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FISH AND GAME COMMISSION TO MEET IN SAN DIEGO

 SACRAMENTO, Calif., Sept. 27 /PRNewswire/ -- The California Department of Fish and Game Commission will conduct its next public meeting in San Diego in October.
 The meeting will take place in the State Building, Room B-109 at 1350 Front St., on Oct. 7 and 8. Sessions commence at 10 a.m. the first day and 8:30 a.m. at the same location the following day.
 Written and oral public testimony will be accepted by the commission on a variety of agenda items.
 Highlighting the list of topics to be discussed are proposed marine ecological reserve sites, upper Sacramento River reports from Southern Pacific Transportation Co. and the Department of Fish and Game, and recommended changes for California's 1994-1996 sport fishing regulations.
 Passed by California voters in 1990, Proposition 132 -- The Marine Resources Protection Act -- mandates that the Fish and Game Commission create four ocean ecological reserves by Jan. 1, 1994. Only scientific study and research activities will be allowed within the two-square nautical mile boundary of each site.
 The proposed reserve sites are the King Range in Humboldt County, Big Creek in Monterey County, Vandenburg in Santa Barbara County and Big Sycamore Canyon in Ventura County. Unique marine features at each proposed site makes them suitable for scientific research activities, according to state officials.
 Three alternative sites are Point Arena (Mendocino County), Bodega Headland (Sonoma County) and South Laguna (Orange County).
 Copies of the draft environmental impact report for the sites are available for public review during normal business hours at Fish and Game regional headquarters offices and county libraries in the affected areas. Regional headquarters of Fish and Game are located in Redding, Rancho Cordova, Napa, Fresno and Long Beach.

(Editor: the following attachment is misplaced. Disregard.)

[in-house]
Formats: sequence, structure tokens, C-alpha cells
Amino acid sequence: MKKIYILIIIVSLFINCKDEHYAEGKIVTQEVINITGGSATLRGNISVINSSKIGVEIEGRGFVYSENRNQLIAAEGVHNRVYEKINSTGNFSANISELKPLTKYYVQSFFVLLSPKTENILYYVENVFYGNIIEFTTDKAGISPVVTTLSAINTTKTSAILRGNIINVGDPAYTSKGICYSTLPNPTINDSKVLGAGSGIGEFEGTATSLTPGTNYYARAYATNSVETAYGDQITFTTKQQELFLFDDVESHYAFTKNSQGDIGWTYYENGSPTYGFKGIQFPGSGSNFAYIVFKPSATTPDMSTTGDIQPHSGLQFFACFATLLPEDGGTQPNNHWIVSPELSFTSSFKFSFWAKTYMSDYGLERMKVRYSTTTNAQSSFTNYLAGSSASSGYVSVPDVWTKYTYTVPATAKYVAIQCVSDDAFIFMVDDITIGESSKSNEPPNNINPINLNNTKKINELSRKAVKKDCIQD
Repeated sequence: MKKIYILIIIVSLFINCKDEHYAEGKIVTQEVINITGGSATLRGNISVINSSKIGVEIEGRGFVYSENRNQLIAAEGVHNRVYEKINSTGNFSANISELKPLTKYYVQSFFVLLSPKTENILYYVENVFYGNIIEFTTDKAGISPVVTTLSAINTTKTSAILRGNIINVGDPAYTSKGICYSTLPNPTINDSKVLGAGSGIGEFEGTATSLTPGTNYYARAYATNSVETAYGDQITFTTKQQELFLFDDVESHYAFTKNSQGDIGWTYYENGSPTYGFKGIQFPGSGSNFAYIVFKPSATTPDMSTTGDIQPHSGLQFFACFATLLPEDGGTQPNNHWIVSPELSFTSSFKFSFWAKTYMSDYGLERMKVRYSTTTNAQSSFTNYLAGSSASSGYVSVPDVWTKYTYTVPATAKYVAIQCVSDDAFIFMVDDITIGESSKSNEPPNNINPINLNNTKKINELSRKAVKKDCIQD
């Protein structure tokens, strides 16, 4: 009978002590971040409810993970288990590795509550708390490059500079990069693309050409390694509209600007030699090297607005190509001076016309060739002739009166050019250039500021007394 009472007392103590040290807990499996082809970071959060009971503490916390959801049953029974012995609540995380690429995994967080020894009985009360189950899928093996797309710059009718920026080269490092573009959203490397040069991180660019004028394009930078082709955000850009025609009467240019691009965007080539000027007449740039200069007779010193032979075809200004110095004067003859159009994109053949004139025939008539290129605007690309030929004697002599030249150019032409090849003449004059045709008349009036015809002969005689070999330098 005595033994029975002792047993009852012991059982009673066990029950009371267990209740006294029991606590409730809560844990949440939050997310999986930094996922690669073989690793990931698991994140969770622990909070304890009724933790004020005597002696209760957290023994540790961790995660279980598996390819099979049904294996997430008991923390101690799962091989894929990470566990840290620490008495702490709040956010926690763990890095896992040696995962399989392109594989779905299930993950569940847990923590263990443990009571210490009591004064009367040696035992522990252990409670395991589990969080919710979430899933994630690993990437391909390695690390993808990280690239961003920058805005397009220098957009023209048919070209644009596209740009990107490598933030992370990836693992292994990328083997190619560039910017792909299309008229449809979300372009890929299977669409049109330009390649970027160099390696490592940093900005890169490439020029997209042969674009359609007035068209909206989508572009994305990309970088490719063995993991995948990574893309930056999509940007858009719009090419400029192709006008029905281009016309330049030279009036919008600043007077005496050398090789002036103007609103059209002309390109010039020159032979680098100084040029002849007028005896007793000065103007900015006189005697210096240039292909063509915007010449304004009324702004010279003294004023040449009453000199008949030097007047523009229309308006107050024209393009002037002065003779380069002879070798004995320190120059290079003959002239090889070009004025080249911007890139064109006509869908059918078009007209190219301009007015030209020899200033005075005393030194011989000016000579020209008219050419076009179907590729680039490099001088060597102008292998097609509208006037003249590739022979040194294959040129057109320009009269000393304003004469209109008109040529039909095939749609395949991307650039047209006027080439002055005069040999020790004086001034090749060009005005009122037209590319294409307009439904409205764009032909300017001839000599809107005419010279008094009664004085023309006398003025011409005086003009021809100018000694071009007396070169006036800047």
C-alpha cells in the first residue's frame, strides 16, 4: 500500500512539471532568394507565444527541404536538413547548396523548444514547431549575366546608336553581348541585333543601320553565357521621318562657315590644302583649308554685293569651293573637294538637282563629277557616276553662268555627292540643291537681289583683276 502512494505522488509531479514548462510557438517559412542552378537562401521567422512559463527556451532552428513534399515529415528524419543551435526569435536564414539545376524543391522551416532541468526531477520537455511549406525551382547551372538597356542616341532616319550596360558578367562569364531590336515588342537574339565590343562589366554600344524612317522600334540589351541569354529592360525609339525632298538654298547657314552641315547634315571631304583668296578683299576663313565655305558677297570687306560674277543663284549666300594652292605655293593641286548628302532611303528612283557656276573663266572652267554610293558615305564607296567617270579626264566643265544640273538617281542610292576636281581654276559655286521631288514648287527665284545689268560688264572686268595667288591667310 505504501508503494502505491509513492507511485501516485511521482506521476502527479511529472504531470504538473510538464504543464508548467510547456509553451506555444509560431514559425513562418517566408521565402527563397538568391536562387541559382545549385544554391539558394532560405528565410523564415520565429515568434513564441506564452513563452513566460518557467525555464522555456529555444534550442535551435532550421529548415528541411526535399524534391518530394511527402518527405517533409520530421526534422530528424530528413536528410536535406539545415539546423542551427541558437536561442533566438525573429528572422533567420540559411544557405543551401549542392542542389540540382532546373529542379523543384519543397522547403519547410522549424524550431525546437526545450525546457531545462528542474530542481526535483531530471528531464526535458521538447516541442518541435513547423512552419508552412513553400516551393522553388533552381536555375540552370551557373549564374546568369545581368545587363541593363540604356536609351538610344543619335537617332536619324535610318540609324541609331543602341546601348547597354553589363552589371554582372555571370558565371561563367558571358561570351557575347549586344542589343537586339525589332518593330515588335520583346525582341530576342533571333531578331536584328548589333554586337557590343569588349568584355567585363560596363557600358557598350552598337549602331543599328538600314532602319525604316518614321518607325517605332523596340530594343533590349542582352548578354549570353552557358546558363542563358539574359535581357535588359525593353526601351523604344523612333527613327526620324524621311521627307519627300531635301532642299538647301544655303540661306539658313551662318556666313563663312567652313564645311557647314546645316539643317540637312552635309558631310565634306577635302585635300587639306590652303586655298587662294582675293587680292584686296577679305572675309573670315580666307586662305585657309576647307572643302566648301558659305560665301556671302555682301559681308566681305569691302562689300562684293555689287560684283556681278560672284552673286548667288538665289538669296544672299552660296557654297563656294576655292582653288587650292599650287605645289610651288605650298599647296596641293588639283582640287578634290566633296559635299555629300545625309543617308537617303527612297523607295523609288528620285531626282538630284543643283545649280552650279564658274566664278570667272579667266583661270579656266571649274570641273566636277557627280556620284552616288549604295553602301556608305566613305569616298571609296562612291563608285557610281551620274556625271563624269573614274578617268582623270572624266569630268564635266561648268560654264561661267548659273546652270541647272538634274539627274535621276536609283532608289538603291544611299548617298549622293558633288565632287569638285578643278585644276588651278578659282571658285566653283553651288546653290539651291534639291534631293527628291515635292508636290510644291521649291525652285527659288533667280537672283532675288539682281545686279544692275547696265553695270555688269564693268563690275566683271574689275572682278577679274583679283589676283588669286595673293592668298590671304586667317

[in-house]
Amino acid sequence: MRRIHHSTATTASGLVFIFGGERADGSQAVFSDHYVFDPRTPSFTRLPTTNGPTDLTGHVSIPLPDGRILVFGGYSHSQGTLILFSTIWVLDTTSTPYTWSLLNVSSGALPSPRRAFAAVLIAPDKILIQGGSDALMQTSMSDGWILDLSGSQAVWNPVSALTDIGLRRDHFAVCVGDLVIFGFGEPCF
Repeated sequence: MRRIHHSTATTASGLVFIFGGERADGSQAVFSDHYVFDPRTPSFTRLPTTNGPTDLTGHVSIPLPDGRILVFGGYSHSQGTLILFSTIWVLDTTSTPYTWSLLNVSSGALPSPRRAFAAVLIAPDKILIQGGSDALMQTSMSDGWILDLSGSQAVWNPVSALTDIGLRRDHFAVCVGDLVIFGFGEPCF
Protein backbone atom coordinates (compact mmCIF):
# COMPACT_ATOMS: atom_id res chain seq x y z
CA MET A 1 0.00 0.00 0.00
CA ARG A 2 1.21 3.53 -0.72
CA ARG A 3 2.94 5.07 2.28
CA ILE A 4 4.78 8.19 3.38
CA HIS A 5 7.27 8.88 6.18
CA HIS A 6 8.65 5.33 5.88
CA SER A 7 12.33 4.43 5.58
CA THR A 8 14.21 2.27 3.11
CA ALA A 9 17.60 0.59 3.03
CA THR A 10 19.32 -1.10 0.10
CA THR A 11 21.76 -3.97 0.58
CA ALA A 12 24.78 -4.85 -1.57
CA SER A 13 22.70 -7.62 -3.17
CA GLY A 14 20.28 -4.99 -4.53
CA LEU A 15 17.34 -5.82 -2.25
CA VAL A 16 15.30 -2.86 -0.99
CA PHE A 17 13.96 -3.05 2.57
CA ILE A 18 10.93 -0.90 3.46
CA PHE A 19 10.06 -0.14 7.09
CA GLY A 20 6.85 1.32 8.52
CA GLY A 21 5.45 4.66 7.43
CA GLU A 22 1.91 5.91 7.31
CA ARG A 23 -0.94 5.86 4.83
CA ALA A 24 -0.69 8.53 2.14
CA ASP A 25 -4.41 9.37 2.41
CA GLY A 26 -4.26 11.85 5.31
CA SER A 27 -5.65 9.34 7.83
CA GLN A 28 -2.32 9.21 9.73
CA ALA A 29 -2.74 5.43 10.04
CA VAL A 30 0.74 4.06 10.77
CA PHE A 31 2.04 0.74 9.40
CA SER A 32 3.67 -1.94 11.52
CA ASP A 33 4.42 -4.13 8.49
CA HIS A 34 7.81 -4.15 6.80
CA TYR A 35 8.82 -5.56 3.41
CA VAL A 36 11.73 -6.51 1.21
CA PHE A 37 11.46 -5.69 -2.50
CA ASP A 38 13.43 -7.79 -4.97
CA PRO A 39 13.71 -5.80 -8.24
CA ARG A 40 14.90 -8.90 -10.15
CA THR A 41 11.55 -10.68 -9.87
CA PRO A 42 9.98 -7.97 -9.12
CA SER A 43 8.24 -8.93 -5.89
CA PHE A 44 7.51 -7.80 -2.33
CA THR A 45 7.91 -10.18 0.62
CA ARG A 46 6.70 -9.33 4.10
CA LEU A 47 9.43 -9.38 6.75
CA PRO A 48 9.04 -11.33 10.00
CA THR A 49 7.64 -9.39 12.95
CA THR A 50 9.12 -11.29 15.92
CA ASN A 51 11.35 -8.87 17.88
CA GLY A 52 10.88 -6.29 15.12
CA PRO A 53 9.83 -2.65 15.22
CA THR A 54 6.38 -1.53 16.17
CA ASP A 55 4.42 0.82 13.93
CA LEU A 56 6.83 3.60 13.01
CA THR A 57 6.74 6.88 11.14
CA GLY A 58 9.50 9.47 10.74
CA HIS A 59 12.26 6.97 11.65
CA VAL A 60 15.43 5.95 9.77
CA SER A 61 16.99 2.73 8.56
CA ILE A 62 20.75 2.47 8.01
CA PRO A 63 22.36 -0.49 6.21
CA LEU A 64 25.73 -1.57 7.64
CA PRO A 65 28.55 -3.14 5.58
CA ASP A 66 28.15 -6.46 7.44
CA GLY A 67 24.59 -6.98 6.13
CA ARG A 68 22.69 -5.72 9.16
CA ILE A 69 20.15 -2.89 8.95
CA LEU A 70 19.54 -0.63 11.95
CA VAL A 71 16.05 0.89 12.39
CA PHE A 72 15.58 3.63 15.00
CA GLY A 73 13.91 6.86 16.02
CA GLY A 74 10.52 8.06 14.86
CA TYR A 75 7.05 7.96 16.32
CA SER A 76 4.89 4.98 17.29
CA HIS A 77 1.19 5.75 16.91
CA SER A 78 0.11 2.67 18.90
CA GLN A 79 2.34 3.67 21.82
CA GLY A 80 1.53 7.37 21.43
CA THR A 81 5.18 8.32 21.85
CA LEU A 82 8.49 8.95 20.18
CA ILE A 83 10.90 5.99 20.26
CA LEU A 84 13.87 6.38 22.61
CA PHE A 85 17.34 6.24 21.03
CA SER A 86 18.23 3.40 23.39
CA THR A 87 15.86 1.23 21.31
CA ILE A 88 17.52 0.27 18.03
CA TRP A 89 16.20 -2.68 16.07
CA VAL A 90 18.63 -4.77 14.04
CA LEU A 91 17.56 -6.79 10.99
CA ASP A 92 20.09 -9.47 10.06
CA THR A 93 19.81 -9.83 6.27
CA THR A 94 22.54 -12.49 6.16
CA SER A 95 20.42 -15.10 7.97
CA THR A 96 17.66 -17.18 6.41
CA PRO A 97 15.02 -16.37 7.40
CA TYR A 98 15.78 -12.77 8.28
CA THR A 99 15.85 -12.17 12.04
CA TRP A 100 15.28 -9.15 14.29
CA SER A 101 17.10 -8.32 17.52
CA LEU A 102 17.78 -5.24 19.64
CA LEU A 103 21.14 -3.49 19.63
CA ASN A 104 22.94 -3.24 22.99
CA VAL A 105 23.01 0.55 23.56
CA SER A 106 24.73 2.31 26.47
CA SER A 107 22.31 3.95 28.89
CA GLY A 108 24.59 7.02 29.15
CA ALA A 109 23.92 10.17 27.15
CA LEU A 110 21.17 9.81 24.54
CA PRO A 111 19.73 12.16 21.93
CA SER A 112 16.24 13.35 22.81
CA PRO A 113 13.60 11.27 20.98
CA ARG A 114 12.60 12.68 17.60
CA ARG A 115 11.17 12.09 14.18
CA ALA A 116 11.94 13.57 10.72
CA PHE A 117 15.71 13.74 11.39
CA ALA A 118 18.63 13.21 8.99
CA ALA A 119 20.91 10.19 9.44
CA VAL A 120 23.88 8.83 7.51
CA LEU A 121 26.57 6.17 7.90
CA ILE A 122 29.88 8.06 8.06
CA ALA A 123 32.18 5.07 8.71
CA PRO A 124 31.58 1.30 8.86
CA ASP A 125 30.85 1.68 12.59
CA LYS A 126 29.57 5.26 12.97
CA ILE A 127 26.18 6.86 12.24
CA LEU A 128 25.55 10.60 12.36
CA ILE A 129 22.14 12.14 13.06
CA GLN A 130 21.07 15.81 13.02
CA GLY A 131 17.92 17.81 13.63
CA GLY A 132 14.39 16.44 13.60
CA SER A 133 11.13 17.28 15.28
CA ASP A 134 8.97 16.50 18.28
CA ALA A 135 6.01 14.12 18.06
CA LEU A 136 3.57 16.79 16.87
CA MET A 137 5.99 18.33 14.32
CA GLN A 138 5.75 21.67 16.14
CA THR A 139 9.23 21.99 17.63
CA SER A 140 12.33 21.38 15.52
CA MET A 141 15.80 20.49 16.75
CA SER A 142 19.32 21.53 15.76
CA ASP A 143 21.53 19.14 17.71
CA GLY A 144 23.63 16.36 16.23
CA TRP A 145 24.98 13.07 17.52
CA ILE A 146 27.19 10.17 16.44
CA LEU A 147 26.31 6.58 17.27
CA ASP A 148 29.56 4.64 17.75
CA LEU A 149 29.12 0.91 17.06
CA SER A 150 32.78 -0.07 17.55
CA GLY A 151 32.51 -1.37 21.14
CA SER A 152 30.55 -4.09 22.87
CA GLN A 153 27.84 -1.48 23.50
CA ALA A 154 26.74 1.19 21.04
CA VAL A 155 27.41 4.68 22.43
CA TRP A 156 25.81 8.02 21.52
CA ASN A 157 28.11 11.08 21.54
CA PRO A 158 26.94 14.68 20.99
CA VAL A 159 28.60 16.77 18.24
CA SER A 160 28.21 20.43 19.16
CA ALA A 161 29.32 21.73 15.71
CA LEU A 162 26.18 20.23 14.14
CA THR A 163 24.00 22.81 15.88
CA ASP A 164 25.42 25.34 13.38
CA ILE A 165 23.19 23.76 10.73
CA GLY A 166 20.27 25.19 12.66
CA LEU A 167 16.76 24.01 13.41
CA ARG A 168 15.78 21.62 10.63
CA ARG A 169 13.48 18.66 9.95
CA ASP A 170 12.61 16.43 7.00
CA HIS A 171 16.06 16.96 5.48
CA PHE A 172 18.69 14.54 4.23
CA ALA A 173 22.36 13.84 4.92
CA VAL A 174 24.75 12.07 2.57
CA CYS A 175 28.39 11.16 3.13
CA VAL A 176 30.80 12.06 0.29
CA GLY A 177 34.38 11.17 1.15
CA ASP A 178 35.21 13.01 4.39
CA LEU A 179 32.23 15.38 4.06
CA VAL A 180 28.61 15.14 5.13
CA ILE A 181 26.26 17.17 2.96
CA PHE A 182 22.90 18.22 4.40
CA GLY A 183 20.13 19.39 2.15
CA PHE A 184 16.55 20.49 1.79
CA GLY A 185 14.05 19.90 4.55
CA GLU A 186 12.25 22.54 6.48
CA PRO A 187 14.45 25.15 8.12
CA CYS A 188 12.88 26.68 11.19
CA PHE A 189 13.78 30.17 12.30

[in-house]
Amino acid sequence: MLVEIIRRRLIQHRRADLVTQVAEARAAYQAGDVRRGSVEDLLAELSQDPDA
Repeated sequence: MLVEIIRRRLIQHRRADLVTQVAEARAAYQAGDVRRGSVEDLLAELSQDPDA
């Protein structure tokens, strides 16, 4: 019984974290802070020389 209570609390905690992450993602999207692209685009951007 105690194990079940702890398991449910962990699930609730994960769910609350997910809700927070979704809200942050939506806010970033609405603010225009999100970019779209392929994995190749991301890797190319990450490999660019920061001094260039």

Additional copies are also available for public viewing at Fish and Game offices in Eureka, Menlo Park, Monterey, Morro Bay, San Diego, Santa Barbara and Yountville.
 The commission is expected to vote on the proposed marine ecological sites at its public meeting in Redding on Nov. 5.
 The upper Sacramento River, scene of a Southern Pacific train derailment and devastating toxic spill in 1991, will once again be the focus of testimony Oct. 8 when state wildlife officials and representatives of the railroad company discuss the condition of the recovering 40-mile section of river above Shasta Lake.
 Since the spill, the upper Sacramento River has been closed to all recreation angling to allow complete recovery of the river's ecosystem. Before the spill, the waterway reigned as one of the best wild trout rivers in the nation.
 Southern Pacific has argued that the river has recovered sufficiently and that it should be reopened to fishing and stocked with hatchery fish.
 During the Oct. 8 meeting, the commission will also discuss other recommended changes affecting California sport fishing regulations for the next two years. The recommendations are scheduled for adoption in December, when commissioners meet in Long Beach to vote on the matter.
 -0- 9/27/93
 /CONTACT: Pete Weisser or Lanny Clavecilla of the Conservation Education Office of the California Department of Fish and Game, 916-653-6420/


CO: California Department of Fish and Game ST: California IN: SU:

SG-IC -- SF007 -- 0624 09/27/93 12:04 EDT
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Date:Sep 27, 1993
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